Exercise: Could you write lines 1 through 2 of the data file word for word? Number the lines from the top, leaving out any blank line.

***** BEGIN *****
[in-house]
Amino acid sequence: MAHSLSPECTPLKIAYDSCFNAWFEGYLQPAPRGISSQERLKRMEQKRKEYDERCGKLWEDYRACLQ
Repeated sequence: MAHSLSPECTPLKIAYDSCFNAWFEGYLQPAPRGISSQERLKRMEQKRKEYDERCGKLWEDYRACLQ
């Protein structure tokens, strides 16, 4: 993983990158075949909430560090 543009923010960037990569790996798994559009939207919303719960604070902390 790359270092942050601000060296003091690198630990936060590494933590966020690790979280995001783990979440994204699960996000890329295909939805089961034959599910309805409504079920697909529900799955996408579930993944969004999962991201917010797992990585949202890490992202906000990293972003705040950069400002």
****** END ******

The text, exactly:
[in-house]
Amino acid sequence: MAHSLSPECTPLKIAYDSCFNAWFEGYLQPAPRGISSQERLKRMEQKRKEYDERCGKLWEDYRACLQ